Supreme Court Advocacy Project Moots Issue Ad Regulation


James Bopp of the James Madison Center for Free Speech appeared before the moot court judges panel Friday in preparation for his anticipated argument before the United States Supreme Court in FEC v. Wisconsin Right to Life. Bopp represents Wisconsin Right to Life in this case concerning whether “genuine issue ads” are subject to the same regulations as candidate support ads under campaign finance laws. This Supreme Court Advocacy Project was sponsored by Dean Elena Kagan, The Federalist Society, and the American Constitution Society.

FEC v. Wisconsin Right to Life is expected to answer unresolved issues stemming from the Court’s previous decisions in McConnel v. FEC. Bopp argued that the McCain-Feingold campaign finance reform statute should not be allowed to silence grassroots lobbying efforts to encourage elected officials to vote on genuine issues of legislation.

“Genuine issue ads focus on a legislative branch matter and urge people to contact a legislator to take action on the matter,” Bopp said. “The defendants claim that there are no genuine issue ads, but we are talking about an ad focuses on a current legislative issue and not on a legislator’s character.”

Throughout his argument, Bopp responded to heavy questioning from the judicial panel consisting of Harvard professors Mark Tushnet and Charles Fried, Capital University professor Brad Smith, and former FEC Chairman Ben Ginsberg. When asked if a genuine issue ad would allow an attack on a legislator’s current position on an issue, Bopp said the ad would remain a genuine issue ad so long as it focused on a genuine legislative issue.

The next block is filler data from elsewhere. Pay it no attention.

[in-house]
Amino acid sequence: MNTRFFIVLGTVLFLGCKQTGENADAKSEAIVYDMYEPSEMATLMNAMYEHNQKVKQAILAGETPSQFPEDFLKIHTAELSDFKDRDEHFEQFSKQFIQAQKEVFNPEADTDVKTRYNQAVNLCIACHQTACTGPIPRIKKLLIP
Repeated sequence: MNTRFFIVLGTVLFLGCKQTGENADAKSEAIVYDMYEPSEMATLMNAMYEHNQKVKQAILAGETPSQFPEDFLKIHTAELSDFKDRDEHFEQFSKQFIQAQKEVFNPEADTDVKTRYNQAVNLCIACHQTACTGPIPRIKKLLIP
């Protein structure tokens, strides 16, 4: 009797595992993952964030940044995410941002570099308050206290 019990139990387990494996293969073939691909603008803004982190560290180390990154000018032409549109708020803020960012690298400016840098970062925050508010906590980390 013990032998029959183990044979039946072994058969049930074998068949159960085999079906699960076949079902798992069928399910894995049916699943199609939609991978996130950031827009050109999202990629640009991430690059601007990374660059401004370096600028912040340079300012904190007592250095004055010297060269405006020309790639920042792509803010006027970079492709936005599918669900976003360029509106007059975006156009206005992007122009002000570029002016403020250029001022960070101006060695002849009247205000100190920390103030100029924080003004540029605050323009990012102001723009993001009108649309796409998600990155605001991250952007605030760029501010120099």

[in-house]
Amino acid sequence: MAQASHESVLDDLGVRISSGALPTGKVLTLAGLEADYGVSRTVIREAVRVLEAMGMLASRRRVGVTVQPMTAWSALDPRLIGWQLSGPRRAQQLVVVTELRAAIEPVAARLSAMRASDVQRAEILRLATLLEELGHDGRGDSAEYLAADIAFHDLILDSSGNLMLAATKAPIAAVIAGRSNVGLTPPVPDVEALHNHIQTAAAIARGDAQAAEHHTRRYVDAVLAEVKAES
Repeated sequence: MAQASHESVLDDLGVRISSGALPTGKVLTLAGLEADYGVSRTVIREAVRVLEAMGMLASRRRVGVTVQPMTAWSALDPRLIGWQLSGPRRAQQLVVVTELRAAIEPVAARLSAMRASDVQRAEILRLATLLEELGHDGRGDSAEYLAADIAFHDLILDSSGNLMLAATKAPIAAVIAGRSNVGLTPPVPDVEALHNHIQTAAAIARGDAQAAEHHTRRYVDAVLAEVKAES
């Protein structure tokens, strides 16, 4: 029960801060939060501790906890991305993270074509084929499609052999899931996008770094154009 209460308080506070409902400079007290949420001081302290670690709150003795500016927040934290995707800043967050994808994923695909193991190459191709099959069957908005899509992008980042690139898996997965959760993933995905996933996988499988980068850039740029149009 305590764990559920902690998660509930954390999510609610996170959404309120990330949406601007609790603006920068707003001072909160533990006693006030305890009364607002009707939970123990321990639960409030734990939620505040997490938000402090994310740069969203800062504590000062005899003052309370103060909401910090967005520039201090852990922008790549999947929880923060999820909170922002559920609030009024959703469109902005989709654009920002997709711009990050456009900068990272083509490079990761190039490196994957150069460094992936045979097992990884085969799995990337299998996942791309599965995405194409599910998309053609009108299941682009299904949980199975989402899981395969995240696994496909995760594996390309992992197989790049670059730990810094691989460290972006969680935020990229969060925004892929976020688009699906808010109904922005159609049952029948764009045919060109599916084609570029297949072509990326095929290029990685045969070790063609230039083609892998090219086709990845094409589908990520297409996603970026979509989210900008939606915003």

“The Court has never held that just because ad that might influence an election the court power to limit that speech.” Bopp said.

When questioned by the panel if Bopp’s test would create a safe harbor for candidate support ads to masquerade as issue ads, Bopp highlighted the differences between a genuine issue ad and a sham ad.

“Genuine issue ads are different from sham ads in several respects.” Bopp said. “Sham ads are often not about a current legislative issue, but focus on the characteristics of the person.”

The panel proceeded to question him on if the difference between a genuine issue ad and a candidate ad only hinged on “magic words” or “toxic words” used in the ad. He was also questioned extensively on whether the case could be considered moot.

Following the oral argument, the panel advised Bopp on ways to strengthen his argument. He also responded to questions from the audience.

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